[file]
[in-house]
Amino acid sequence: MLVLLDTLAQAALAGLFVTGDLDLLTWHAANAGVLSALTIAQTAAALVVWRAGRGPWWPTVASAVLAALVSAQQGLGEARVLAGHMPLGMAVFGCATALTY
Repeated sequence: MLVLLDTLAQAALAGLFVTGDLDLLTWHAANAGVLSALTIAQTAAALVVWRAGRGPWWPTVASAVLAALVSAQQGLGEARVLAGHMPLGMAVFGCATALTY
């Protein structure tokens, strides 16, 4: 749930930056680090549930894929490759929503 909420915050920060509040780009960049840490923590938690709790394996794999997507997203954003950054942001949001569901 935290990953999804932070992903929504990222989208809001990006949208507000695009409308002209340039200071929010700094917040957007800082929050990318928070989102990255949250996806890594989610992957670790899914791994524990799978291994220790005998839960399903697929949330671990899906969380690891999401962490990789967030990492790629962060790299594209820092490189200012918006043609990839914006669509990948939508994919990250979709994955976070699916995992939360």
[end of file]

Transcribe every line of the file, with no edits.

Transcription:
[in-house]
Amino acid sequence: MLVLLDTLAQAALAGLFVTGDLDLLTWHAANAGVLSALTIAQTAAALVVWRAGRGPWWPTVASAVLAALVSAQQGLGEARVLAGHMPLGMAVFGCATALTY
Repeated sequence: MLVLLDTLAQAALAGLFVTGDLDLLTWHAANAGVLSALTIAQTAAALVVWRAGRGPWWPTVASAVLAALVSAQQGLGEARVLAGHMPLGMAVFGCATALTY
């Protein structure tokens, strides 16, 4: 749930930056680090549930894929490759929503 909420915050920060509040780009960049840490923590938690709790394996794999997507997203954003950054942001949001569901 935290990953999804932070992903929504990222989208809001990006949208507000695009409308002209340039200071929010700094917040957007800082929050990318928070989102990255949250996806890594989610992957670790899914791994524990799978291994220790005998839960399903697929949330671990899906969380690891999401962490990789967030990492790629962060790299594209820092490189200012918006043609990839914006669509990948939508994919990250979709994955976070699916995992939360």